Fishing for Beaver-Pond Bass
Editor’s Note: When beaver-pond-bassing is right, it can be some of the most-explosive, exciting fishing that an angler can experience. There is more than one way to catch a beaver-pond-bass because there’s more than one type of beaver pond to fish.
Forty-five minutes late for a 2-hour chemistry lab in college,my feet were muddy, and my britches’ legs were wet and muddy halfway up my thigh. I looked like anything but the clean-scrubbed college student. Interrupting the class, I walked over to my professor and said, “Dr. Smith, I’m sorry I’m late, but being late was unavoidable and not really my fault. My friend Bill and I found this swamp hole way back down in the woods. Early this morning we started catching bass like you wouldn’t believe. I’ve already caught and released three limits of 2- to 5-pound bass. I believe we can catch just as many if not more after class, if you want to go. Bill is still down there waiting on us. So as soon as we finish up this lab, you can go with us if you want to, and I have a rod and some lures you can use.” The professor looked at me over his black-rimmed glasses and said, “Mr. Phillips, I will deal with you after class. But for right now, you had better get to your seat and start to work.” Although no one heard what I said to the professor, everyone heard what he told me. So very sheepishly and knowing I was in trouble, I quietly walked to the back of the class and slid into my desk. Concentrating was difficult when all I could think about were those bass blowing up in that leaf-stained water and charging out through the flooded timber. However, I tried as hard as I could to concentrate on the material in front of me.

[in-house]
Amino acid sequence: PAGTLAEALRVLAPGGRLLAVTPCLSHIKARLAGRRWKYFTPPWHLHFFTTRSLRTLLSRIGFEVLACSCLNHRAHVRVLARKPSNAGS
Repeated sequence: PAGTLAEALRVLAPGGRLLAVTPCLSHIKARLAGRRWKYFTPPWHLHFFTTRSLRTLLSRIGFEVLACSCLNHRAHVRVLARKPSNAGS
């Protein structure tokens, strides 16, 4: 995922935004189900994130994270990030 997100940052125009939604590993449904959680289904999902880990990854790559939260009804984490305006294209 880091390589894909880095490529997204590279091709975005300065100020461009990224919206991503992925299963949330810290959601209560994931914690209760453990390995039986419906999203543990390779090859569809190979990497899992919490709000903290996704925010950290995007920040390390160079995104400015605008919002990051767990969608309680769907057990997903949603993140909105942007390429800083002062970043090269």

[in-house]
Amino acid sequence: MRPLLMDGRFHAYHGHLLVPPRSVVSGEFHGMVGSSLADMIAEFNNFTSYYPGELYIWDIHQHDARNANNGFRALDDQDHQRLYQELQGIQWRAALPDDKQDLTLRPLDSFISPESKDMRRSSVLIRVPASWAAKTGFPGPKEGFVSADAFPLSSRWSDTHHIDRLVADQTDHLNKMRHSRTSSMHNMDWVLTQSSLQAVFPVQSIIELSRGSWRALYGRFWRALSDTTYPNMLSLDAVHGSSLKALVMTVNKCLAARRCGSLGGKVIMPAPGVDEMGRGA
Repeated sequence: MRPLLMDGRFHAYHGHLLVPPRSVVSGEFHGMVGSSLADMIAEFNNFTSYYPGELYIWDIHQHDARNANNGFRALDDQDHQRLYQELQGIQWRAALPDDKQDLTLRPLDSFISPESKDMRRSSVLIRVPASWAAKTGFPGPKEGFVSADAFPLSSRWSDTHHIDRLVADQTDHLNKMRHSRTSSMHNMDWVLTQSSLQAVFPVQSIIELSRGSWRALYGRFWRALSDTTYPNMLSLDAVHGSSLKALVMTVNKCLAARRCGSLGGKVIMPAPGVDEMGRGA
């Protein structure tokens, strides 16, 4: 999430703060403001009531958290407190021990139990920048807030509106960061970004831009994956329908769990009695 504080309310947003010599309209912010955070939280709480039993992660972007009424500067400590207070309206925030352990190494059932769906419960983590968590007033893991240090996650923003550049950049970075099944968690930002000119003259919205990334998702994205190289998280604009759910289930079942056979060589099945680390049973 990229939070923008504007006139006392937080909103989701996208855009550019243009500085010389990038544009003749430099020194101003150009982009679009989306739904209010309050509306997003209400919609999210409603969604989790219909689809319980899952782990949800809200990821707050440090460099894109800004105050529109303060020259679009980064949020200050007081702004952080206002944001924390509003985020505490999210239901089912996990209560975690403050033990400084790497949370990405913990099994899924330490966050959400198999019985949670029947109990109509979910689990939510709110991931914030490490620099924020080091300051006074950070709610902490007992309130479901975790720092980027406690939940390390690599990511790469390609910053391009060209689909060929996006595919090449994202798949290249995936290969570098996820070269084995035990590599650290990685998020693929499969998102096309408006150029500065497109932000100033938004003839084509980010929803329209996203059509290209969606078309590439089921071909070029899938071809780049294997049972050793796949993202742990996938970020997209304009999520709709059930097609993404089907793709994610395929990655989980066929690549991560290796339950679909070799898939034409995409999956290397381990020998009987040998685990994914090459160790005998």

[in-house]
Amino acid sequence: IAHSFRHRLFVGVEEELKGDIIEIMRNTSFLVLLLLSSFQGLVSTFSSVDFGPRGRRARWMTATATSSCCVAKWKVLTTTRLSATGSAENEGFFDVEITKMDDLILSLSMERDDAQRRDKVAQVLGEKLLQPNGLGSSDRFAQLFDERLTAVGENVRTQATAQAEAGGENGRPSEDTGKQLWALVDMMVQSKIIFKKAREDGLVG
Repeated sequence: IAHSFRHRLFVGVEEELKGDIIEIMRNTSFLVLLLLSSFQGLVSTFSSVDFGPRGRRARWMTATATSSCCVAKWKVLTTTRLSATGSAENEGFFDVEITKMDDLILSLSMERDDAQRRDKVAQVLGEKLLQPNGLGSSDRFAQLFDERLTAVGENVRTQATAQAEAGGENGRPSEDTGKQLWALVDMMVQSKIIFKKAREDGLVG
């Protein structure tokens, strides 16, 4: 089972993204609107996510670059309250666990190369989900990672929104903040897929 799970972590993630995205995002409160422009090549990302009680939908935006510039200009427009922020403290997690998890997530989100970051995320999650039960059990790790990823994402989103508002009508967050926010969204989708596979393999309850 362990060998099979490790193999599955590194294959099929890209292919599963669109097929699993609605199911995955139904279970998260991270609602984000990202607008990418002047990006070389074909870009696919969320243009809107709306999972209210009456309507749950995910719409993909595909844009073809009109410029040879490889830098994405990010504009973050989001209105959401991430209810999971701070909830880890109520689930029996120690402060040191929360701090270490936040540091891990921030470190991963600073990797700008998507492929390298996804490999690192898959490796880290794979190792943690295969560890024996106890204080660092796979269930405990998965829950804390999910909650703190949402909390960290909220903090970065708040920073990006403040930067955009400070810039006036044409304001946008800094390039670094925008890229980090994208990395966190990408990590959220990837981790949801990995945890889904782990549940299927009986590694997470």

When the bell rang to mark the hour and the first break in the 2-hour class, the professor looked up from his desk and informed the class, “Ladies and gentlemen, just keep your seats. I want to tell you something. Since this class is about two lessons ahead of my other two chemistry classes, I am going to excuse all of you for the next hour of this lab. Just be sure to read the next chapter and put all of your lab instruments away.”
“Hot dog!” I thought. “I’ll get out there and catch me another good mess of bass before dark.” But as I quickly gathered up my books and papers and headed for the door, I heard over my shoulder, “Mr. Phillips, you are not excused from this class. I want to see you.” From the tone of his voice, the professor let me and everyone else who heard him know that he was very displeased with me and that I would surely receive some kind of discipline for my tardiness. As I walked over to his desk, a stern, unsmiling face met my smile. After all the students had left the room he cleared his throat, smiled and said, “How long will it take us to get to that beaver pond?”
Tomorrow: Rawhide Beaver-Pond Bassing